With Up Close, Johnson is at the top of his game as a guitarist, composer, and singer. He has created a masterwork of soulful jazz/pop/rock fusion that exudes passion, especially through his trademark virtuosic guitar sound. Even with guest vocals by Malford Milligan, Steve Miller, and Johnny Lang, and guitar performances by Jimmie Vaughan, Steve Hennig, and Sonny Landreth, the album is clearly all Eric Johnson up close front and center.

--Raj Manoharan


Friday, August 15, 2014

TV – Superman Returns! See the Dawn of Justice on Me TV Before It Arrives in Theaters!

This is what I wrote back on December 28, 2013:

Watching Batman and Wonder Woman on Me TV is a great way to prepare for the Man of Steel sequel set for release in 2015, with Henry Cavill reprising his role as Superman and joined by Ben Affleck as Batman and Gal Gadot as Wonder Woman. Now all Me TV needs to do is add the 1950s series The Adventures of Superman to the lineup.”

This fall, my thought from last winter becomes fact as The Adventures of Superman finally joins Me TV's Sci-Fi Saturday lineup, starting September 6, 2014.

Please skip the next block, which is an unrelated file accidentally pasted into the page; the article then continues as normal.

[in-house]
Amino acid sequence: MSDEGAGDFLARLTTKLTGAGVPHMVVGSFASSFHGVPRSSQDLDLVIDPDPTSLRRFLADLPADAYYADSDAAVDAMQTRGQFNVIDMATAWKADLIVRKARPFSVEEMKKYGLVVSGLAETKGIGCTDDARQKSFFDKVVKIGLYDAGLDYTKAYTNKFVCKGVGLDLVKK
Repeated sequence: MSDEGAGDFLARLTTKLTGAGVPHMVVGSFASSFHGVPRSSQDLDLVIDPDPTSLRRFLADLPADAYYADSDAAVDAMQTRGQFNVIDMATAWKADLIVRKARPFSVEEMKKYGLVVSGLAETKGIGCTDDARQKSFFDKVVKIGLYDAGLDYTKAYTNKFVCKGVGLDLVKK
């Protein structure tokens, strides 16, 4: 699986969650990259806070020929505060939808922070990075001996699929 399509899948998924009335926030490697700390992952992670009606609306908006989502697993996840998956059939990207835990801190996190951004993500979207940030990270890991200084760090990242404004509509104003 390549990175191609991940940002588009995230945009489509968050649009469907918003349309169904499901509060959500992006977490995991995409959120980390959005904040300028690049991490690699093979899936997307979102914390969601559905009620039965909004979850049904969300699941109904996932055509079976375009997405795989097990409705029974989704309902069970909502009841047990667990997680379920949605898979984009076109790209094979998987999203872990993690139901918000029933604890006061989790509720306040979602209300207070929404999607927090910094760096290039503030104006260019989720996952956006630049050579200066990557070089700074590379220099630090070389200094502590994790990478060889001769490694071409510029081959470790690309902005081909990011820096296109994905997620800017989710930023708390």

The classic show starring George Reeves as TV's first live-action Man of Steel kicks off a super-powered evening of super-heroics at 6:00 p.m., followed by Adam West and Burt Ward as the Caped Crusading Dynamic Duo in Batman at 7:00 p.m. and Lynda Carter as the original warrior princess in Wonder Woman at 8:00 p.m.

Now, thanks to Me TV, super fans will be super ready to anticipate the theatrical release (now set for 2016) of Batman V Superman: Dawn of Justice, starring Henry Cavill, Ben Affleck, and Gal Gadot as Superman, Batman, and Wonder Woman, respectively, and introducing a host of other legendary DC Comics superheroes.

--Raj Manoharan

Sunday, August 10, 2014

Publications and Interviews

Publications
TV Key (King Features Syndicate); CableView; PrimeStar; DirecTV: The Guide; Starlog; Star Trek: Deep Space Nine; Star Trek: Voyager; IGN Sci-Fi (Web site)

Interviews

Richard Dean Anderson; Amanda Bearse; Jim Belushi; Don Berliner; Ken Burns; LeVar Burton; Timothy Busfield; Kim Catrall; Robert Conrad; John De Lancie; Cleavant Derricks; Fred Dryer; Erik Estrada; Greg Evigan; Lou Ferrigno; June Foray; Jonathan Frakes (twice); Stanton Friedman; David Alan Grier; Mark Hamill; David Hasselhoff; Richard Hatch (Battlestar Galactica); John Henson; Bruce Hornsby; Chuck Jones; Eartha Kitt; Stan Lee; Scott Leva (who told me that could be him in my profile picture); James MacArthur; Poppy Montgomery; Leonard Nimoy; Jerry O’Connell (also my NYU Tisch classmate); Edward James Olmos; Joe Pantoliano; Michael Piller; Sam Raimi; Ernie Sabella; Katey Sagal; John Schneider; William Shatner; Sinbad; Patrick Stewart; Andy Summers; Henry Thomas; Tim White; Larry Wilcox; Brian Wilson; Tom Wopat; Bill Wyman